linus (magazine)

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The first issue of linus, April 1965.

linus is an Italian comics magazine published in Italy since 1965. It is the first Italian magazine exclusively focused on comics.[1] During a period of crisis, the magazine was not published in May and June 2013, but returned in July, published by Baldini & Castoldi.

History and profile[edit]

The first number of linus was published in April 1965[1][2] by Milano Libri, a subsidiary of Rizzoli, and was later published by Baldini & Castoldi in monthly issues until April 2013.[3] Its founder was Giovanni Gandini.[4] The magazine's name was always written in lowercase letters. It had a sister magazine, Alter, which was also a comics magazine.[2] Both magazines had a leftist cultural stance and their editorials supported for the Italian Communist Party.[2]

The first director of linus was Giovanni Gandini. The magazine published foreign comic strips like Peanuts, Li'l Abner, Bristow, Dick Tracy, and others. linus was also the place where Italian comics found space for the first time: examples include Neutron/Valentina by Guido Crepax and Girighiz by Enzo Lunari. It was the first Italian comics magazine which featured stories read by adults.[2][4]

From the magazine's beginning, the comics section was accompanied by an extensive section dealing with society, politics, mass media, literature and other cultural themes. The first issue, for example, featured an interview by Umberto Eco with the novelist Elio Vittorini. Satirical strips by famous Italian authors like Altan, Alfredo Chiappori, Sergio Staino, Ellekappa, Angese, Vauro, Bruno D'Alfonso and by foreigners like Jules Feiffer were regularly published. Gandini was followed in 1972 by the intellectual, journalist, and writer Oreste del Buono.[2]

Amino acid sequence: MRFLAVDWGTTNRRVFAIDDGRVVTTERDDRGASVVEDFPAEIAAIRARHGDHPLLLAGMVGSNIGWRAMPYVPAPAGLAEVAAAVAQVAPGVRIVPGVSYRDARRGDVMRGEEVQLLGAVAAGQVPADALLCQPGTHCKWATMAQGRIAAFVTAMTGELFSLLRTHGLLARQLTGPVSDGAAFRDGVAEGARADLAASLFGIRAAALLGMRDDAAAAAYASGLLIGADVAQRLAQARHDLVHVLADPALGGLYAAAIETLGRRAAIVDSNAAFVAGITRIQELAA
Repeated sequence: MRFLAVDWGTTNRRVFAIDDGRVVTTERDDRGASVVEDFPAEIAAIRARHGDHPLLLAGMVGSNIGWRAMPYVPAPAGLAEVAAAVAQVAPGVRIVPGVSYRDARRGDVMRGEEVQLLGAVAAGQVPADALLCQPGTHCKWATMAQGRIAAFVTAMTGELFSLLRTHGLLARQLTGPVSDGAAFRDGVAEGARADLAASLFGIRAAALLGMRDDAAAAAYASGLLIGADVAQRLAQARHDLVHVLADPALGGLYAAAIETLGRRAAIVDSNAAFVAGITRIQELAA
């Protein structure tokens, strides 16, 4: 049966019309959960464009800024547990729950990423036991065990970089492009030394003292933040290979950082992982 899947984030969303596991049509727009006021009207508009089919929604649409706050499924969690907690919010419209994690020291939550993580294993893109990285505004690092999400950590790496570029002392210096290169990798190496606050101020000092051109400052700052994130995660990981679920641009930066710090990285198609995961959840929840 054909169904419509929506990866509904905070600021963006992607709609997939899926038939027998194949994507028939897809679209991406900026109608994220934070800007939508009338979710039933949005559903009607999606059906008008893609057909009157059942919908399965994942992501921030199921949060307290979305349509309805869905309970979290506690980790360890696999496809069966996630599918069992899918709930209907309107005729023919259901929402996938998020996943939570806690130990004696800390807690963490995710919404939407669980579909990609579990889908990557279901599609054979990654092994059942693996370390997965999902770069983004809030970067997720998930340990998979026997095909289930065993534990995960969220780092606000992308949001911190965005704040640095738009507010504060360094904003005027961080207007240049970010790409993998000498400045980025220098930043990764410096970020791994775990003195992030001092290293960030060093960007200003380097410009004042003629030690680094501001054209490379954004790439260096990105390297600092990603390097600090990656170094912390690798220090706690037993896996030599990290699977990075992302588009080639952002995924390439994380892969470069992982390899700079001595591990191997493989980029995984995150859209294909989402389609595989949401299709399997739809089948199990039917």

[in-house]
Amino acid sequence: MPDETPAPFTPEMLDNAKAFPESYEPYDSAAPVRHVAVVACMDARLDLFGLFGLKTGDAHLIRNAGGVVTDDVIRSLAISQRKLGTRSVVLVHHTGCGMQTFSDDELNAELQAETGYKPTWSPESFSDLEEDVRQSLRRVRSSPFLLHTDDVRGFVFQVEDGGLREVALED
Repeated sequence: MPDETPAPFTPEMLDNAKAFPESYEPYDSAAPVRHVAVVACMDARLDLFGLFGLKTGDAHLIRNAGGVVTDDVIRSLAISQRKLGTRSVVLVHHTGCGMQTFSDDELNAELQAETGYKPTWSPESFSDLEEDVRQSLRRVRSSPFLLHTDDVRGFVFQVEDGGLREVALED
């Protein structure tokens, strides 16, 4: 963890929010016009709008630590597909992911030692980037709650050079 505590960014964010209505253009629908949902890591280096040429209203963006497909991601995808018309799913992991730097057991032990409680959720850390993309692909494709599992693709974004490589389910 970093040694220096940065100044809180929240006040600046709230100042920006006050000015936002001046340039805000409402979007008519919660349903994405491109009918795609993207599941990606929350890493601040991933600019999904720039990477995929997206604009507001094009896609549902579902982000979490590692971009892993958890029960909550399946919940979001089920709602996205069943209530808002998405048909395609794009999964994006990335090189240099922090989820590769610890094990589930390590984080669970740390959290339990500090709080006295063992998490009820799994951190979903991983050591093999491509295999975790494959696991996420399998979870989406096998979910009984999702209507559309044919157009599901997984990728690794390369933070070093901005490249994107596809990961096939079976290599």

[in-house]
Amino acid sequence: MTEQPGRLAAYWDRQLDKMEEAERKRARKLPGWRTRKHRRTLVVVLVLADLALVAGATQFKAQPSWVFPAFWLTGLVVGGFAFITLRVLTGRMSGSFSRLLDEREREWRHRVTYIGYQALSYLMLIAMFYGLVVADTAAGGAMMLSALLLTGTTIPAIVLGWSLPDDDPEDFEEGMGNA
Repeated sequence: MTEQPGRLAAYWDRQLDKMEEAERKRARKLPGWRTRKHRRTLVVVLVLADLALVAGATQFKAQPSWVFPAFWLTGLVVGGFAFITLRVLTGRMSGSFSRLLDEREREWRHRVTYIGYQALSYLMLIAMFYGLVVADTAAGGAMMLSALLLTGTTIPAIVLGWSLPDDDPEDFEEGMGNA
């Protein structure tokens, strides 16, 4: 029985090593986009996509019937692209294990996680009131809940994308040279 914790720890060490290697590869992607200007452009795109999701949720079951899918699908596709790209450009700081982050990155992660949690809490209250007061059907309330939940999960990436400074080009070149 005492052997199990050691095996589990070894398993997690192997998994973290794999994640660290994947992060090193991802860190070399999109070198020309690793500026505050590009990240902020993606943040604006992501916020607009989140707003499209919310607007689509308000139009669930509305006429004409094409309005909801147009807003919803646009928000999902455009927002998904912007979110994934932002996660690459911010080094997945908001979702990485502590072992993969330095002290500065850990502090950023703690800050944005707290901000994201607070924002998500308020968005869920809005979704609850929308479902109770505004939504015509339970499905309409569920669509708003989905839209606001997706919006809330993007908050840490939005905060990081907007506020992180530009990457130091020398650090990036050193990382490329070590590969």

Adventures comic book series like Dick Tracy or Jeff Hawke were initially published separately on special issues. These later were moved into a monthly series, Alterlinus (later Alter Alter and simply Alter, 1974), where more adult-themed comics found place, including works by innovative French authors like Moebius, Enki Bilal or Philippe Druillet and Italian artists like Sergio Toppi, Andrea Pazienza and Lorenzo Mattotti. Pure adventure themes were published in the monthly spin-off magazine Corto Maltese, created in 1983, named after Hugo Pratt's famous character.

Enzo Baldoni, the Italian journalist and writer killed in Iraq in 2004, worked as translator for linus, notably for the Doonesbury comic strip. Garry Trudeau wrote about him in his website shortly after Baldoni's murder.

A few issues of an English language edition were produced in 1970, edited by Frank Dickens and Ralph Steadman[5]

Comic strips published in linus[edit]

See also[edit]


  1. ^ a b Gino Moliterno (11 September 2002). Encyclopedia of Contemporary Italian Culture. Routledge. p. 466. ISBN 978-1-134-75876-0. Retrieved 22 January 2015.
  2. ^ a b c d e Simone Castaldi (2010). Drawn and Dangerous: Italian Comics of the 1970s and 1980s. Univ. Press of Mississippi. p. 3. ISBN 978-1-60473-777-6. Retrieved 5 June 2015.
  3. ^ "Chiude (per ora) linus, la bibbia del fumetto". Corriere della Sera. Retrieved 29 May 2013.
  4. ^ a b Encyclopedia of Italian Literary Studies: A-J. Taylor & Francis. p. 789. ISBN 978-1-57958-390-3. Retrieved 5 June 2015.
  5. ^ Martin Colyer in Adventures in Commissioning August 2013

External links[edit]